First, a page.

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Cancer Institute

New Advances in Esophageal Cancer

New Advances in Esophageal Cancer, Barrett’s esophagus

Compared to other forms of cancer, esophageal cancer is relatively rare. Still, there has been a 500 percent increase in the incidence of esophageal cancer since the 1970s. Each year, esophageal cancer claims more than 14,000 lives, making this disease a serious health threat.

Blair Anderson Jobe, MD

“The problem with esophageal cancer is that the majority of patients have an advanced form of this disease at the time of diagnosis,” said Blair A. Jobe, MD, a nationally acclaimed esophageal specialist who heads up the Institute for Treatment of Esophageal Disease at West Penn Allegheny Health System. “Most of these patients are asymptomatic until swallowing becomes difficult and by then the probability of having metastases has increased substantially. When esophageal cancer spreads to distant sites (metastasizes), it is deadly. That’s why it’s extremely important to have esophageal cancer detected early, when it is more treatable. We simply must focus on improving screening efforts and understanding risk.”

Dr. Jobe is bringing together a multidisciplinary team of specialists at West Penn Allegheny Health System to offer patients the latest treatments for esophageal cancer, as well as Barrett’s esophagus (a risk factor for esophageal cancer caused by GERD), esophageal motility disorders, gastroesophageal reflux disease (GERD) and thoracic diseases, such as lung cancer. For patients with Barrett’s esophagus and esophageal cancer, this means that therapies are tailored to address their unique circumstances.

“Up until five years ago, the only option for an esophageal cancer patient was to have their entire esophagus removed,” says Dr. Jobe. “Then we would replace the esophagus with a tubularized portion of the stomach, connecting it to the remaining esophagus in the neck. While this remains the cornerstone of therapy, esophagectomy is a very extensive operation with high risks. But in recent years, there has been a tremendous revolution in the development of new treatment options for patients with early stage esophageal cancer and Barrett’s esophagus. These newer techniques help preserve the natural anatomy of the esophagus, reduce the risk of procedural complications and afford patients a quicker recovery following surgery.”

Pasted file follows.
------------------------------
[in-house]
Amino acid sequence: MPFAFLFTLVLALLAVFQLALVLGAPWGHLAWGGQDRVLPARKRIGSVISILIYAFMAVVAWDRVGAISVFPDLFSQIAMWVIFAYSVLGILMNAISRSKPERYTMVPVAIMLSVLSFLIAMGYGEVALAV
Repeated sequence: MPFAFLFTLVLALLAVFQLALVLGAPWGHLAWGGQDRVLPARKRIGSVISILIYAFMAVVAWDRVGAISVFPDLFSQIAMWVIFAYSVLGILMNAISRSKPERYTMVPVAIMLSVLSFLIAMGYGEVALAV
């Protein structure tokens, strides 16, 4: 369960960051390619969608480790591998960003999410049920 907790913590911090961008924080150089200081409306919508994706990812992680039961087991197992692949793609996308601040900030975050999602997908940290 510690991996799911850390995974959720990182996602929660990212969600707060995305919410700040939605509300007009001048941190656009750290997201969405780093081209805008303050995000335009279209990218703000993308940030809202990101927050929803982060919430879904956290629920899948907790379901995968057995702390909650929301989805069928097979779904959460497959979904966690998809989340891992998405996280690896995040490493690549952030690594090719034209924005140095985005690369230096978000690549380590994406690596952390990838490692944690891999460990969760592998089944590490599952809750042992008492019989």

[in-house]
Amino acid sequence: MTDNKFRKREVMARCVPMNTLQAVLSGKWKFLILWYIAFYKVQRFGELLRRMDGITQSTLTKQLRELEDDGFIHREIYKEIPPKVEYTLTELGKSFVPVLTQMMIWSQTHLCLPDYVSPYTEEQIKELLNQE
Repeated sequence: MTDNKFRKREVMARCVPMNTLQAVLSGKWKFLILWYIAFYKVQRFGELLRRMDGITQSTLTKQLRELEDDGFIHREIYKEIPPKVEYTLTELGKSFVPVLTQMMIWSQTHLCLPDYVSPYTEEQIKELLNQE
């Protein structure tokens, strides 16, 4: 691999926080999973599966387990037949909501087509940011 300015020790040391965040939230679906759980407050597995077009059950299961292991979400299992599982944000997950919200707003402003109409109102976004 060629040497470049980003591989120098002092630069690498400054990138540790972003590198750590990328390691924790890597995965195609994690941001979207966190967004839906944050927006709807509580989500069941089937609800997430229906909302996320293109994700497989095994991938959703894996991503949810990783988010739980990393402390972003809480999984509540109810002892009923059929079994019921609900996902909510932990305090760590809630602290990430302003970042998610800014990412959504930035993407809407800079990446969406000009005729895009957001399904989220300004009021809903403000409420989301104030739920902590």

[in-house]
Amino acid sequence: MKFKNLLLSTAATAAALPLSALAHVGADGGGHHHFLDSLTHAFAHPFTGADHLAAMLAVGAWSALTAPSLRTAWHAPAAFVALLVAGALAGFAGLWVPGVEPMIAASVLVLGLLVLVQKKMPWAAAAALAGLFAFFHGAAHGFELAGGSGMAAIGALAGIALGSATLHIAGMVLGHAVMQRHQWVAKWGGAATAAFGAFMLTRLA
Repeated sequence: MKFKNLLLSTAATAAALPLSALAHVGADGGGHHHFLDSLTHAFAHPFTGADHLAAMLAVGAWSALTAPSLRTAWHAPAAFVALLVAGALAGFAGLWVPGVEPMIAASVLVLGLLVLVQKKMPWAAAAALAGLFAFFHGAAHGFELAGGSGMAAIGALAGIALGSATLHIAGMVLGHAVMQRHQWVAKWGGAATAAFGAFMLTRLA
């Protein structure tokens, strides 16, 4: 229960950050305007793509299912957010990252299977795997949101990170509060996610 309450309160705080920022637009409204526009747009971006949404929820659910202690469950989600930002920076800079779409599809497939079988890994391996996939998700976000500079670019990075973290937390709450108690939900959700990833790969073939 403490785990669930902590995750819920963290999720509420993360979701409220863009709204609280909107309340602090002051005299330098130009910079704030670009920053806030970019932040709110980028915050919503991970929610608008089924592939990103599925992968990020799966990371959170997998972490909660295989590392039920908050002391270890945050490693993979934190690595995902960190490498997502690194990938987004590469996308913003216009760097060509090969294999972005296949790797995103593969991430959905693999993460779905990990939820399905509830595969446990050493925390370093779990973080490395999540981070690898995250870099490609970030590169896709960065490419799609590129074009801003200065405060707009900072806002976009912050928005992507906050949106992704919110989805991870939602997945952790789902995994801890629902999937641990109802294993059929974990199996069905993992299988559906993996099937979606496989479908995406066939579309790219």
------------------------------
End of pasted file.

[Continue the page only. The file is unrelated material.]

The Institute for Treatment of Esophageal Disease offers patients a variety of treatment options for esophageal cancer, including radiofrequency ablation (where the surgeon burns pre-cancerous cells from the inner lining of the esophagus), cyroablation (where the surgeon uses a spray gun to freeze the cancerous cells), and endoscopic resection (where the surgeon “scoops” out the cancerous cells). Many of these procedures can be performed on an outpatient basis.

Very promising is a new procedure that involves peeling out the inner lining of the esophagus, then replacing this tissue with extracellular matrix (lining from the bladder of a pig). When the patient’s own stem cells populate the new inner lining, this allows the esophagus to heal with less scarring. To date, Dr. Jobe has performed six of these experimental surgeries. He will soon start a clinical trial to learn how well this procedure prevents cancer from recurring and how well it enables patients to swallow normally over the long term.

While all of these procedures are highly effective in curing esophageal cancer and preserving the esophagus, Dr. Jobe cautions that they only work for patients who are treated with Barrett’s esophagus and early stage cancer where there has been no spread of disease to the regional lymph nodes adjacent to the esophagus. Patients with more advanced cancer have an esophagectomy, preceded by chemotherapy and/or radiation therapy.

The Institute for Treatment of Esophageal Disease is also studying different techniques for esophageal cancer and Barrett’s esophagus screening. For instance, the institute’s clinicians are employing the use of unsedated endoscopy for esophageal disorders. This approach enables patients to have an endoscopy in their doctor’s office without being sedated, thereby lowering the threshold for the decision to edoscopically screen for disease.

“Screening and surveillance are extremely important in saving lives,” said Dr. Jobe. “We recommend that patients who have Barrett’s esophagus be endoscopically surveyed every three to five years. Patients who have been on acid suppression medications for more than five years, or those who have difficulty swallowing, should also be endoscopically screened.

Adds Dr. Jobe: “Esophageal cancer is a very serious condition, but we are making tremendous strides in understanding and treating this disease. That is giving new hope for many patients.”

Dr. Jobe is seeing patients at the Peters Township Outpatient Care Center. To schedule an appointment with Dr. Jobe, call 724.260.7300.

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